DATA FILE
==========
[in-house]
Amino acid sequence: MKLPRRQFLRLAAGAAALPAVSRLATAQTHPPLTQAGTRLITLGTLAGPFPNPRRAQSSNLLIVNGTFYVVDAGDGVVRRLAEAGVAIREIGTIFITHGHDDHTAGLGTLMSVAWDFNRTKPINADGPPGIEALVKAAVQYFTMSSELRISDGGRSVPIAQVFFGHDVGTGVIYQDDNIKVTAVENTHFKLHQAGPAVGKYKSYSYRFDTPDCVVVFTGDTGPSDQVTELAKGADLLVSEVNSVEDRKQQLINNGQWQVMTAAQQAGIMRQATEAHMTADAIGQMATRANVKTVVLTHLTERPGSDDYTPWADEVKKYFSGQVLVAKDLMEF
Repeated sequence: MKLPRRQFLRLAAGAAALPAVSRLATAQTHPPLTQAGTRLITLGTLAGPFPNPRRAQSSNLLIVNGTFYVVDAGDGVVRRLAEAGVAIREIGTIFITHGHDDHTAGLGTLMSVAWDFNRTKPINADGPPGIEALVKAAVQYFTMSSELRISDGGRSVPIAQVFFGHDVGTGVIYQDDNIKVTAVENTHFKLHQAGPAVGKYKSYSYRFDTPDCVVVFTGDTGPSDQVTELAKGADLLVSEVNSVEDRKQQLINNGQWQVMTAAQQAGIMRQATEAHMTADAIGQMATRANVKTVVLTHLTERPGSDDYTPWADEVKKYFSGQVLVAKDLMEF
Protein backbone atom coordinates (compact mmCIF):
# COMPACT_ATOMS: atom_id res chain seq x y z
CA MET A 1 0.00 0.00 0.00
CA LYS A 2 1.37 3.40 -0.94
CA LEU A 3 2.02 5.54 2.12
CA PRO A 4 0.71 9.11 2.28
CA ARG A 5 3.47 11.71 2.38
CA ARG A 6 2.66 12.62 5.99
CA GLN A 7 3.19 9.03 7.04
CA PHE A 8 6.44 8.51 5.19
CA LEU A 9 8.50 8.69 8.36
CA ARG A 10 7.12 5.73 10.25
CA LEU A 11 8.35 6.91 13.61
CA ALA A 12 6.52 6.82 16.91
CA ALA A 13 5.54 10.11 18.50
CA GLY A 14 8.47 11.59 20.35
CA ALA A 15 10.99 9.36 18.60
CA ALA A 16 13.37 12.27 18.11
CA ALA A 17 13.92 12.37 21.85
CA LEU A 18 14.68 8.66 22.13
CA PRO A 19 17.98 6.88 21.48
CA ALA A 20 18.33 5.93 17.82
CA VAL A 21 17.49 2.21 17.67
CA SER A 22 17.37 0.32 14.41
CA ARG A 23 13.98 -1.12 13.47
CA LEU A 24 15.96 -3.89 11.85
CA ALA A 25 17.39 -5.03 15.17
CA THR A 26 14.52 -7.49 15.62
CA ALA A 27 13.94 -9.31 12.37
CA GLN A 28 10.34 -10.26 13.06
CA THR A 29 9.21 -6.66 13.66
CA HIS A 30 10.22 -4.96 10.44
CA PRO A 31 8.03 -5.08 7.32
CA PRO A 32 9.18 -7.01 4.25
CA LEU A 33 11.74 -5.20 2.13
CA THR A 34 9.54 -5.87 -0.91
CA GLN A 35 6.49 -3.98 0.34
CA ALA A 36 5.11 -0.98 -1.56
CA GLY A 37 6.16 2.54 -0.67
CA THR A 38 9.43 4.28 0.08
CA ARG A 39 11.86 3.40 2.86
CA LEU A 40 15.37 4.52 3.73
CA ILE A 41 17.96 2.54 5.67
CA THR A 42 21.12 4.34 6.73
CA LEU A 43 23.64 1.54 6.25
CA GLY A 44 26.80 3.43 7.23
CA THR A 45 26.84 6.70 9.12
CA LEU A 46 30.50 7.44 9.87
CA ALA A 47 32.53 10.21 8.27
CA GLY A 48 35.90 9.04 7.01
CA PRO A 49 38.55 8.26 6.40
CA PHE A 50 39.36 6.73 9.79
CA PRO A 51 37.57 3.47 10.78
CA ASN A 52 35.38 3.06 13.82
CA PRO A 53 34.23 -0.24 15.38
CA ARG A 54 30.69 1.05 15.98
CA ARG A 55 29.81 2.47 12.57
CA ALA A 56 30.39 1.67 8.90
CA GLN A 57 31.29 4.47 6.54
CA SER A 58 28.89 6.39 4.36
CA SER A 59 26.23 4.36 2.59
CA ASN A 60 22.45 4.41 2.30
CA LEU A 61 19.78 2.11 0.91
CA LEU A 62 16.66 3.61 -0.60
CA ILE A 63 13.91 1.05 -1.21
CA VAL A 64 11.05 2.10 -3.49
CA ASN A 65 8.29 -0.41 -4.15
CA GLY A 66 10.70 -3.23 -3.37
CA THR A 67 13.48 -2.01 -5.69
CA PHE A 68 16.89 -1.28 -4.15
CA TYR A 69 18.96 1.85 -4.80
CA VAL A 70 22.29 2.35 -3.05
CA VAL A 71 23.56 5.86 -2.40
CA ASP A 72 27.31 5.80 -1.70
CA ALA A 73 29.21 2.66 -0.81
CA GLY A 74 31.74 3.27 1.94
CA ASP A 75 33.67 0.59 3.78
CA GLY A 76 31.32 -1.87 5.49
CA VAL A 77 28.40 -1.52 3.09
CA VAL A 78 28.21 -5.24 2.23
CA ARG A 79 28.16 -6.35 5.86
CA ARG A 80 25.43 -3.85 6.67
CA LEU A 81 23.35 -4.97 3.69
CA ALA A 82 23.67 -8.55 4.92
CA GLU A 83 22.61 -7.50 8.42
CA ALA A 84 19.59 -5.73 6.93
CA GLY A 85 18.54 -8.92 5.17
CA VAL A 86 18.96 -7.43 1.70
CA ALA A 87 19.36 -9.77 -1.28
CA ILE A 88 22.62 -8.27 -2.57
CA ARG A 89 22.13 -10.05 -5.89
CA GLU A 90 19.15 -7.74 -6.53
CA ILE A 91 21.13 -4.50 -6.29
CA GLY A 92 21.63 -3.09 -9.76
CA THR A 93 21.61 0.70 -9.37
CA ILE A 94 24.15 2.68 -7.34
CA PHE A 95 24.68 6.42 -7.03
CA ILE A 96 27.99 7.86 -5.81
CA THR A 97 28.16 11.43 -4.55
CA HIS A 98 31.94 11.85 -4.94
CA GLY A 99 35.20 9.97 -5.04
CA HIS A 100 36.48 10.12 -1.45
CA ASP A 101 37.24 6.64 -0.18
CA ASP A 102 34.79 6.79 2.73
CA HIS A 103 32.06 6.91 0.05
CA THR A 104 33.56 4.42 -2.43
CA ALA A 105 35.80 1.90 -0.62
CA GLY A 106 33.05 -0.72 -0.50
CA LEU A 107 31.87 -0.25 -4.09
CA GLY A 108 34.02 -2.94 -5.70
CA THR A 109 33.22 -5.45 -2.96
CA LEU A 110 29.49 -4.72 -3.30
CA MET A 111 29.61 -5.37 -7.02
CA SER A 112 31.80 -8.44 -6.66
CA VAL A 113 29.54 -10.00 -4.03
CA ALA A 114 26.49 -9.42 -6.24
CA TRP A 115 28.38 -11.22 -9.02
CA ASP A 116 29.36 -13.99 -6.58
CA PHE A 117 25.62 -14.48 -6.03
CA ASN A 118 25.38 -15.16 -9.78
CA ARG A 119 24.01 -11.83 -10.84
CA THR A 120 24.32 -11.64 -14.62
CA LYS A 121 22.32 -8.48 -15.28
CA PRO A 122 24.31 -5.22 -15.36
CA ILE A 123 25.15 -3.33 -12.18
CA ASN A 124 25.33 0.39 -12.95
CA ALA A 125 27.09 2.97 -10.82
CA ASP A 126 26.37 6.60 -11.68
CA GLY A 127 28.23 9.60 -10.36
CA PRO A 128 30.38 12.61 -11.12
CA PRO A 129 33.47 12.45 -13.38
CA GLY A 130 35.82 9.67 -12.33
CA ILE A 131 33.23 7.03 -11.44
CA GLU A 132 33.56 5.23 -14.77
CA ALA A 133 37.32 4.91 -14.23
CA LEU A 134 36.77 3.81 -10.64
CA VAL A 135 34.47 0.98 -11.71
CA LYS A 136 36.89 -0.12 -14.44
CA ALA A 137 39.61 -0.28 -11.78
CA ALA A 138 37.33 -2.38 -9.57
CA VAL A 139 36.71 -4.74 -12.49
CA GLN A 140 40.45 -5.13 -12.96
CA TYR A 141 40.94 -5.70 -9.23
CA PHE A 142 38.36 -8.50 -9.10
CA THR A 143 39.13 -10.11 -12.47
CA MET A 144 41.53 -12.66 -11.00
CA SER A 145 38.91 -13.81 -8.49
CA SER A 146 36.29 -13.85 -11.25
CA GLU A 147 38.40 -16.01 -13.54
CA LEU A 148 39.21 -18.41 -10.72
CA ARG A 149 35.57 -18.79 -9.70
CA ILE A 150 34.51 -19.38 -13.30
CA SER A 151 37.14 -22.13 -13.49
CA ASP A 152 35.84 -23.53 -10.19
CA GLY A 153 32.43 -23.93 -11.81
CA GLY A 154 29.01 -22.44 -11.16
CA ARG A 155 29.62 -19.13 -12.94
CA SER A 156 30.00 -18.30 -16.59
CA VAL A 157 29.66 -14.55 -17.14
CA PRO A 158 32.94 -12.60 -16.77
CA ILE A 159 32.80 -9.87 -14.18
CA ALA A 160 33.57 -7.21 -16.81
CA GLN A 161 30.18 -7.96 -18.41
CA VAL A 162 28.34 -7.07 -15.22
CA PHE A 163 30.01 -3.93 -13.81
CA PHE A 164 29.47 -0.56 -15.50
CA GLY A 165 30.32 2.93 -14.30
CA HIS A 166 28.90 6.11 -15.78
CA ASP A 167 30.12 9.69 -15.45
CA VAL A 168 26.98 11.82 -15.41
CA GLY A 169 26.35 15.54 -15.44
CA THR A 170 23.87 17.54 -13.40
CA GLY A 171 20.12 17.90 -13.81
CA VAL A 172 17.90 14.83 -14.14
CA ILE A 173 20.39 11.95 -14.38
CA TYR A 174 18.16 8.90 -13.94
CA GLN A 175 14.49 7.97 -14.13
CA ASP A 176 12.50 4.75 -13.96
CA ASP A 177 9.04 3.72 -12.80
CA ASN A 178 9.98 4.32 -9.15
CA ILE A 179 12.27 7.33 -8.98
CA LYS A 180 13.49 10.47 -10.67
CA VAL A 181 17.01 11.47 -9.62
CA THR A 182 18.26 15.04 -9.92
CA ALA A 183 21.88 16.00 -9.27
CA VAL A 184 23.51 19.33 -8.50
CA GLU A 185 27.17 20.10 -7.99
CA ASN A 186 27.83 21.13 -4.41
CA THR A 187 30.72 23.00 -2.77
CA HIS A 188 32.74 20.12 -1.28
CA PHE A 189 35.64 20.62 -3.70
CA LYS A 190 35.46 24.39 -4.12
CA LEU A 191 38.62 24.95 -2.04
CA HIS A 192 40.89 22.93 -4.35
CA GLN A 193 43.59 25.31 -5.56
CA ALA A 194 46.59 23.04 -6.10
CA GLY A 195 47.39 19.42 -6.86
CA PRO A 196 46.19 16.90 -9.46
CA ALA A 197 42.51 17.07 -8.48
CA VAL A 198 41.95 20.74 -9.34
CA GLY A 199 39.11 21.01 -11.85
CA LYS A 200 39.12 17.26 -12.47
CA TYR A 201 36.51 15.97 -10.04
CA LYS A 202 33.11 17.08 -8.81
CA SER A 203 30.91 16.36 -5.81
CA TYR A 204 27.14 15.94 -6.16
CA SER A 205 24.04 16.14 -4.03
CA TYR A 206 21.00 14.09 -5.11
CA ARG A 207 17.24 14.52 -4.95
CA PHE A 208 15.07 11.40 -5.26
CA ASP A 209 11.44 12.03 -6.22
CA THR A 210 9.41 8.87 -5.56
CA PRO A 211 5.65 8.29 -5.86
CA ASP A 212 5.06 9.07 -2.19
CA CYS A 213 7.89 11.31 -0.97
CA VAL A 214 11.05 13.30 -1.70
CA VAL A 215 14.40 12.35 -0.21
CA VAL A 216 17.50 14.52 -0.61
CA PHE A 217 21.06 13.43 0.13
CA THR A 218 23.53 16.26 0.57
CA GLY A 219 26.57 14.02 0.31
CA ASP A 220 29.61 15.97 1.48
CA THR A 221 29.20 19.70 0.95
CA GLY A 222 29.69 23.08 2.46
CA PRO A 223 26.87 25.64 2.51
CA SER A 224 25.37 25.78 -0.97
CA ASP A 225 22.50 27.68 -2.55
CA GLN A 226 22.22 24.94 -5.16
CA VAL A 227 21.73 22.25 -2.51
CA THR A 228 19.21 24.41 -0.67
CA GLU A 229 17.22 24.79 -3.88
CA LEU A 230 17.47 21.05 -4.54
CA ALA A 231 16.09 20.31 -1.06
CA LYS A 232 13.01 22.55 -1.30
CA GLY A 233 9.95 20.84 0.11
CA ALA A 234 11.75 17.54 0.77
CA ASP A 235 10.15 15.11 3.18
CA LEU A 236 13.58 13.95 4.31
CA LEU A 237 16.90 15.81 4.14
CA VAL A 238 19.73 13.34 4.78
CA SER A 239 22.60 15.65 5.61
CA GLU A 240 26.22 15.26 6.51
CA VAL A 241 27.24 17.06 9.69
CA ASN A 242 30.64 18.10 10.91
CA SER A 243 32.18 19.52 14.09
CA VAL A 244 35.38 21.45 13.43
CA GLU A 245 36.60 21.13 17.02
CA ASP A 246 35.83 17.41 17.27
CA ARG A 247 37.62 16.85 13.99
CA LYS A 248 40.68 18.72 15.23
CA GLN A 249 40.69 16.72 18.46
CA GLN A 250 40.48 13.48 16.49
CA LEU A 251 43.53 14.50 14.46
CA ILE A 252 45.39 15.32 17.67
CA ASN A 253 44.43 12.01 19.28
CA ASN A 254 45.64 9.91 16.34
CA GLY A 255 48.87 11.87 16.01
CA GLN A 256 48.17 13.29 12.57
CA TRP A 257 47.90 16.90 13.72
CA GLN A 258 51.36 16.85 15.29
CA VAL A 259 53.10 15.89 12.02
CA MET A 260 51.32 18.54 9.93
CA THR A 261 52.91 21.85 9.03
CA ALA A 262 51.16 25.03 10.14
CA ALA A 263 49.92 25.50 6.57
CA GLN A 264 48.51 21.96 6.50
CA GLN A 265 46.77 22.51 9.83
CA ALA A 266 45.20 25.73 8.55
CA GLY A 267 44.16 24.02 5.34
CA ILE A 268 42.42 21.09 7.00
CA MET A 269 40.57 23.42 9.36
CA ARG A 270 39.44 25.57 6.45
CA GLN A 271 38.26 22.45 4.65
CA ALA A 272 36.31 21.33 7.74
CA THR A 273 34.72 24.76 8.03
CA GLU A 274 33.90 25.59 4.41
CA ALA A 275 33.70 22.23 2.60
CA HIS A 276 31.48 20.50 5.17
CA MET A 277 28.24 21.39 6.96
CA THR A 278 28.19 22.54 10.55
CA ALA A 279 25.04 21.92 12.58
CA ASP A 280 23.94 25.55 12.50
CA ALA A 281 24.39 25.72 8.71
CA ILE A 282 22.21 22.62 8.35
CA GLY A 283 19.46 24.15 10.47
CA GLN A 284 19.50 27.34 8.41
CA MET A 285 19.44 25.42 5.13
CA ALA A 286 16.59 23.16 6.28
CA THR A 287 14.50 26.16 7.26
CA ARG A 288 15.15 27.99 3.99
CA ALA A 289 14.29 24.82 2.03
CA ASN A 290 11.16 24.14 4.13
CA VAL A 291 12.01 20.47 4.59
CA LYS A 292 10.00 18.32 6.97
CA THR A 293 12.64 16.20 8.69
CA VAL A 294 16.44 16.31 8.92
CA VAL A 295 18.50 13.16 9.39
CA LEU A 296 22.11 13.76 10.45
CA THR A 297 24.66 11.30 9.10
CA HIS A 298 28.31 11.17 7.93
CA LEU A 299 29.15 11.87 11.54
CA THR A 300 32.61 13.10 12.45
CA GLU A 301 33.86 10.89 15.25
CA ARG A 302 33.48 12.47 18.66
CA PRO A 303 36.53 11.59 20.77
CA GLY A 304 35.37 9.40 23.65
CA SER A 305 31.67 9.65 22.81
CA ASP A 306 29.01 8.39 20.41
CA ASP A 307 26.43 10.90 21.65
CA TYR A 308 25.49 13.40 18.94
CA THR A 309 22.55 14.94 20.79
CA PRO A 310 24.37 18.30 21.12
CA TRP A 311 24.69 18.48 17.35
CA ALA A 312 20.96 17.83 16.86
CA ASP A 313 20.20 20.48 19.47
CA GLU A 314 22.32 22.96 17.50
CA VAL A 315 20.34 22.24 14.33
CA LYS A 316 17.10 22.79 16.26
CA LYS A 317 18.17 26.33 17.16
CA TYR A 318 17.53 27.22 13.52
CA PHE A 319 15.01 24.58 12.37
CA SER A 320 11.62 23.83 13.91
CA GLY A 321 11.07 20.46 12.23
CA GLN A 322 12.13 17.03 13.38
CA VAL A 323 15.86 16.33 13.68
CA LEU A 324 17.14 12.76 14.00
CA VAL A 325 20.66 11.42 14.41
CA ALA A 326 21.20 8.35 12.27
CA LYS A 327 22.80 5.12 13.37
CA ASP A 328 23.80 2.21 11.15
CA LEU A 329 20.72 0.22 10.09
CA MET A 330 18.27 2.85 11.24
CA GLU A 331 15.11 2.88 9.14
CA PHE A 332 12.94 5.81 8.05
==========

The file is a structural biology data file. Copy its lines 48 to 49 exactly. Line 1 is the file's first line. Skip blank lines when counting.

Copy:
CA LEU A 43 23.64 1.54 6.25
CA GLY A 44 26.80 3.43 7.23